The Ideal World of Mrs. Widder's Soirée Musicale: Social Identity and Musical Life in Nineteenth-century Ontario

The Ideal World of Mrs. Widder's Soirée Musicale: Social Identity and Musical Life in Nineteenth-century Ontario

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Kristina Marie Guiguet; Canadian Museum of Civilization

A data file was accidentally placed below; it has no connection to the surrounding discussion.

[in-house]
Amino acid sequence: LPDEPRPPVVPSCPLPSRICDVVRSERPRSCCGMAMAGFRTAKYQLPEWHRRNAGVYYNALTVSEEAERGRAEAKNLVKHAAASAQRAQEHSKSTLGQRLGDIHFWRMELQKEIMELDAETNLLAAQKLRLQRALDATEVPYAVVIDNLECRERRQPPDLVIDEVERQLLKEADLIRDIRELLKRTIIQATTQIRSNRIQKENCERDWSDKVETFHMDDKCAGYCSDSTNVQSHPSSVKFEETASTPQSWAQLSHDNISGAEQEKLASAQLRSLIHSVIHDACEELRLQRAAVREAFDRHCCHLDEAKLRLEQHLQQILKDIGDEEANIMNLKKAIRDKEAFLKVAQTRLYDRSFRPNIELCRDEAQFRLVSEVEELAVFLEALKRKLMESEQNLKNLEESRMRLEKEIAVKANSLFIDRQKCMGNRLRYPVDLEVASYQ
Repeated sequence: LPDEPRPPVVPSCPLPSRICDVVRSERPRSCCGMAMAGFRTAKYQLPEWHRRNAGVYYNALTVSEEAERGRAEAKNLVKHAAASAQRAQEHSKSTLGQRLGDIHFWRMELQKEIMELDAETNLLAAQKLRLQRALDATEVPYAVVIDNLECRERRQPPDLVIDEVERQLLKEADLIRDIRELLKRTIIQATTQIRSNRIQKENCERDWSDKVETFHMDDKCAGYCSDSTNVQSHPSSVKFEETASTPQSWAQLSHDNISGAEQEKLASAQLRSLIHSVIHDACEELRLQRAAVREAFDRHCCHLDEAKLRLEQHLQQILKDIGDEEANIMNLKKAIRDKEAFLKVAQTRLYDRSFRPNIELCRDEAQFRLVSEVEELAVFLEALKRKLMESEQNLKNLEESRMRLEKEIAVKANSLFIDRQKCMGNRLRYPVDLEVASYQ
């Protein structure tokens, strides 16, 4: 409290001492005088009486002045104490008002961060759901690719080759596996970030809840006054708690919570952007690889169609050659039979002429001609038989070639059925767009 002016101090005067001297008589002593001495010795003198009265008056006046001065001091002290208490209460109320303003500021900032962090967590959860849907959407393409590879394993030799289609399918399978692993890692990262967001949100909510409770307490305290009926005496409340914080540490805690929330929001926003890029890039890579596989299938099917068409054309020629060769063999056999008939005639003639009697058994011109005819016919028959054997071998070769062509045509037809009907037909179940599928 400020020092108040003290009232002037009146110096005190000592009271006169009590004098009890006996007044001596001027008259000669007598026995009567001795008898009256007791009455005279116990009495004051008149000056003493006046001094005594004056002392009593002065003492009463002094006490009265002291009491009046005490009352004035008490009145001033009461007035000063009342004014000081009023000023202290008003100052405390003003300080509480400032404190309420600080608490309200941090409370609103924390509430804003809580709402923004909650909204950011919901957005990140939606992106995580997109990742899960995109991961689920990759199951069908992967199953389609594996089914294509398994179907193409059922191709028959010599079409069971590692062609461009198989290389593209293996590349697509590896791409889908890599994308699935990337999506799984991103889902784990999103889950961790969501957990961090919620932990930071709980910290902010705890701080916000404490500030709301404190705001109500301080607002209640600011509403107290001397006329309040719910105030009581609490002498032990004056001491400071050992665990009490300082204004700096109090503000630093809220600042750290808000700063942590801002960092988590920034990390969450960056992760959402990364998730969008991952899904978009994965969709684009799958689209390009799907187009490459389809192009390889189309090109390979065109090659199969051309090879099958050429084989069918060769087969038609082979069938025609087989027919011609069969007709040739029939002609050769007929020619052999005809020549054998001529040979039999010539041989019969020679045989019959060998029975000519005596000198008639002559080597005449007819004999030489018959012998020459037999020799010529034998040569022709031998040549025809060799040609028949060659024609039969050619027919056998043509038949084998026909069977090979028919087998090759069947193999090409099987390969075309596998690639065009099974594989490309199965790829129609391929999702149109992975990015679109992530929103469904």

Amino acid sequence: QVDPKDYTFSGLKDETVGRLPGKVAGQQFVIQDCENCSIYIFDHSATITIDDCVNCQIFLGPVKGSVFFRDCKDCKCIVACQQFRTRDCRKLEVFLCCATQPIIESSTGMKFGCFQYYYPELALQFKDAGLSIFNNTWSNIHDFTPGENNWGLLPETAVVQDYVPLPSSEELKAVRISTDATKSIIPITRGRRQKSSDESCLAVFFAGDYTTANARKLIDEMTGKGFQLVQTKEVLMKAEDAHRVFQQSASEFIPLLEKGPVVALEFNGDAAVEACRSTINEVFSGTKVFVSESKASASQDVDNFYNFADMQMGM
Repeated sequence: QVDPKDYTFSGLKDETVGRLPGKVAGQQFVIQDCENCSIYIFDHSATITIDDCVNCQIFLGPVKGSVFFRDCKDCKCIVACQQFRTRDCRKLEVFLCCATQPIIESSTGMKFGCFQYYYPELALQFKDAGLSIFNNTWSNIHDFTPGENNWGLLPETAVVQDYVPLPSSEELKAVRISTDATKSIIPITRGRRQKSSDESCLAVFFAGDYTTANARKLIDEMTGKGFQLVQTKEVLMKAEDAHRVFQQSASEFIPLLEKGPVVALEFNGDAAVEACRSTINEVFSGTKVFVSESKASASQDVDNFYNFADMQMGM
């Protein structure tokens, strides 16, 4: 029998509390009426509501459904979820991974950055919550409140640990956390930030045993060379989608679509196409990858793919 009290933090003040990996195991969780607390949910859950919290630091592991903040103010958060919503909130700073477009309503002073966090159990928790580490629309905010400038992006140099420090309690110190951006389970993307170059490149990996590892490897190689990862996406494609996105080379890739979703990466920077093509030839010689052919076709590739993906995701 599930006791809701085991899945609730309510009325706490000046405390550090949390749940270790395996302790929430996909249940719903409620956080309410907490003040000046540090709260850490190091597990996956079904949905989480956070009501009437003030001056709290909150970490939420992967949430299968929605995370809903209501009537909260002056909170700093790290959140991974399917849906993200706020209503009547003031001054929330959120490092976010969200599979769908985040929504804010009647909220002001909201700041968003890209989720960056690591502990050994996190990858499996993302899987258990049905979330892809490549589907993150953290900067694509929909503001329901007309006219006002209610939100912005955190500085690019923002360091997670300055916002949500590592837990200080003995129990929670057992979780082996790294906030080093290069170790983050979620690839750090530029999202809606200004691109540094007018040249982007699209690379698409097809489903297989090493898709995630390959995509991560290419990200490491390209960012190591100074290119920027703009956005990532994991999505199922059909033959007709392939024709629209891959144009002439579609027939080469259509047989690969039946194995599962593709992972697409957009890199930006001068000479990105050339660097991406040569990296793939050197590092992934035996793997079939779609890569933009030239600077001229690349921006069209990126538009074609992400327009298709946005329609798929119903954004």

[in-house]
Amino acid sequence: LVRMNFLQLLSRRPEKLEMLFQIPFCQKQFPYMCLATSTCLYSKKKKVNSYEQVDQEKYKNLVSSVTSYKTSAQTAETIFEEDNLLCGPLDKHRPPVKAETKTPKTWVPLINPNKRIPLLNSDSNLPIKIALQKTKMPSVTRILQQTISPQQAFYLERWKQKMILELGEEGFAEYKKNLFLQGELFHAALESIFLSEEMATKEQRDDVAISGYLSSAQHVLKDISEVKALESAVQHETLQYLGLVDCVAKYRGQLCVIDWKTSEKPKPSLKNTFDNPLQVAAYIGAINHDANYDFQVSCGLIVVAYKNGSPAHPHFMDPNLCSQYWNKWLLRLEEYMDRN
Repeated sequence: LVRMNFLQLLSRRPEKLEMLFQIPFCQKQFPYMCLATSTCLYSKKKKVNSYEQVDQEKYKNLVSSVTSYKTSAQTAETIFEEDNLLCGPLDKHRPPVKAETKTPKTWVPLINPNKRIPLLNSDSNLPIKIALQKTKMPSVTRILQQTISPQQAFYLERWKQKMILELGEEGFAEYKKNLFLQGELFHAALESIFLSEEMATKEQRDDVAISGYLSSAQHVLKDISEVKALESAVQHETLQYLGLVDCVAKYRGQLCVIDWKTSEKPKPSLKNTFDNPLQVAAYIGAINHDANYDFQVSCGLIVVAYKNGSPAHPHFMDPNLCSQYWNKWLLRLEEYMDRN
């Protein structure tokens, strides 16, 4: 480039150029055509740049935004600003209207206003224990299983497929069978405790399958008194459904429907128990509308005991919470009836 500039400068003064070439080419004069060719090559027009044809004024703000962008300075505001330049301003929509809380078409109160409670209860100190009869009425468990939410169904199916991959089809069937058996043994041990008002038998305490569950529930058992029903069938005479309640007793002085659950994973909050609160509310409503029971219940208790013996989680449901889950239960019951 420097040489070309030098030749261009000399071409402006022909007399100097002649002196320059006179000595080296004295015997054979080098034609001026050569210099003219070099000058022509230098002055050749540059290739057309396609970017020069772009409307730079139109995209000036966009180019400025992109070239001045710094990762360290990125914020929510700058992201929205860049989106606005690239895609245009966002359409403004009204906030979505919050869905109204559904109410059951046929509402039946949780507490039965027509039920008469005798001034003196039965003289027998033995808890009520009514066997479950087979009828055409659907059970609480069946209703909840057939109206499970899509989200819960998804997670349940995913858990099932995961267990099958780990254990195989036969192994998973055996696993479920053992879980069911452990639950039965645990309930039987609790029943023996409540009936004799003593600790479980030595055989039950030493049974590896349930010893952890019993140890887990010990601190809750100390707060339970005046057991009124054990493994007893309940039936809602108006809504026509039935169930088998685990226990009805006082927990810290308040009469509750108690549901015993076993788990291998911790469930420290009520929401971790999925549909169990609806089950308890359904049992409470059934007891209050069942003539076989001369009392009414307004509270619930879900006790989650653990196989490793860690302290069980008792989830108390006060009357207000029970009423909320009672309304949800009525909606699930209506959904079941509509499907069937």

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The printed program of Mrs. Widder's 1844 Soiree Musicale, a formal concert at her lavish Toronto home, lists eleven musicians performing opera, parlour ballads, and glees. This information helped trace the networks which drew a working tenor and leisured Lady and Gentlemen Amatueurs into a brilliant program balancing aesthetics with social politics. The Widder program reveals how conventions linking class and gender with musical genre and local issues shaped the meaning of musical life both public and private. The Soiree Musicale, a concert form transplanted from imperial London, was the embodiment of an idealized hierarchical universe. From classical recitals to the Phantom of the Opera, Kristina Guiguet's international singing career prompted this study of nineteenth-century Canadian musical life. Her Carleton University Master's thesis, the original version of this publication, won the University Medal for Outstanding Graduate Work (M.A.).